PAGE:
For athletes, getting to the Olympics is often the ultimate goal. They work toward it most of their lives, sacrificing any sort of existence outside of training. And while the COVID-19 pandemic has certainly made the 2022 Winter Olympics an unorthodox experience for everyone, reports from Olympians about conditions in Beijing are troubling. Athletes who have to be quarantined are saying they're not being treated well, a chief issue being what everyone is eating. What complaints do they have about the food?
What food complaints are happening at the 2022 Winter Olympics?
To be clear, the poor conditions being described by athletes in Beijing are occurring in the quarantine hotels. There are a couple of reasons why people would be sent to one of those hotels. One is if they aren't vaccinated, for medical reasons, in which case they have to quarantine for 21 days before being allowed to enter the closed loop system. The other is if you test positive for COVID-19, but are asymptomatic. Anyone with symptoms is sent to a hospital.
To say the food being served at these hotels is subpar is being generous. Per CNN, Russian Olympic Committee biathlete Valeria Vasnetsova, who tested positive twice upon reaching Beijing, was posting pics of her food on Instagram. The now private account shared photos of pasta, some kind of meat, and potatoes alongside a caption that read, "This is what they've been feeding me for breakfast, lunch, and dinner for the last five days."
Perhaps the food situation would be more bearable if athletes were getting enough of it, whatever it is. For Germany's Eric Frenzel, a three-time gold medalist in Nordic combined, the food deliveries are sporadic at best. According to NPR, Dirk Schimmelpfennig, the head of Germany's delegation, said, "The rooms were too small, unhygienic, and food deliveries didn't come often enough."
Beyond the physical damage of this treatment, athletes are suffering mentally as well.
A great deal of the athletes have been isolated for weeks with little to no updates about their situation. Marko Anttila, Finland's forward on their hockey team, tested positive when he arrived in Beijing but has been quarantined for over two weeks. His coach, Jukka Jalonen, said he is "not getting good food," and is fully healthy at this point. In a Zoom call with media on Feb. 6, Jukka claimed China is violating Marko's human rights.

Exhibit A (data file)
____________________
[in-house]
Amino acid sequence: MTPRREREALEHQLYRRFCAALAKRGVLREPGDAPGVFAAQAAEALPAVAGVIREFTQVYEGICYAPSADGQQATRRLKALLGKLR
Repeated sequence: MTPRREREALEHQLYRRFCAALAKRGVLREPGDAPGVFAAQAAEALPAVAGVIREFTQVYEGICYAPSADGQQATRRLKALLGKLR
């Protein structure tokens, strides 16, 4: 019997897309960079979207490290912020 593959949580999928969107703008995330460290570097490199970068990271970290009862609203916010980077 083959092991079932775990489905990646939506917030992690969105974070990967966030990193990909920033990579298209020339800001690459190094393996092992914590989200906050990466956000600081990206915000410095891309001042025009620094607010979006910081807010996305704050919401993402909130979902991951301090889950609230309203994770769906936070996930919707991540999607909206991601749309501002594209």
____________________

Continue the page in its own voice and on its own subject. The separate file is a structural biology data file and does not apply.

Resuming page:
What are the COVID-19 restrictions at the 2022 Winter Olympics?
Honestly, all of this sounds like it's more trouble than it's worth, and while not going to the Winter Olympics this year (or at all) would be devastating, is this any better? First and foremost there are of course no spectators allowed apart from a handful of Beijing locals. Secondly, everyone participating must be fully vaccinated at least 14 days prior to arriving in Beijing, unless you have a medical reason not to be. Being fully vaxxed includes a booster.
As stated, if someone is not vaccinated they are sent to a quarantine hotel for 21 days. Regardless of an athlete's vaccination status, everyone takes "two PCR tests at least 24 hours apart within 96 hours of their flight to China," per ABC News.
The closed loop system involves all coaches, staff, and athletes being subject to daily testing and screening. Everyone is only allowed to move between the "opening and closing ceremonies, training venues, competition venues, victory ceremonies and the Olympic Village," per ABC News. The closed loop system is designed to minimize contact.
The Olympics Playbook is very clear about masks, noting they be worn at all times except "when training, competing, eating, drinking, sleeping, when alone, or during interviews, stand-ups and live presentations." So basically never?
During a press conference in January 2022, Dr. Brian McCloskey, chair of the Olympics medical expert panel, said the goal is "zero spread" not "zero cases."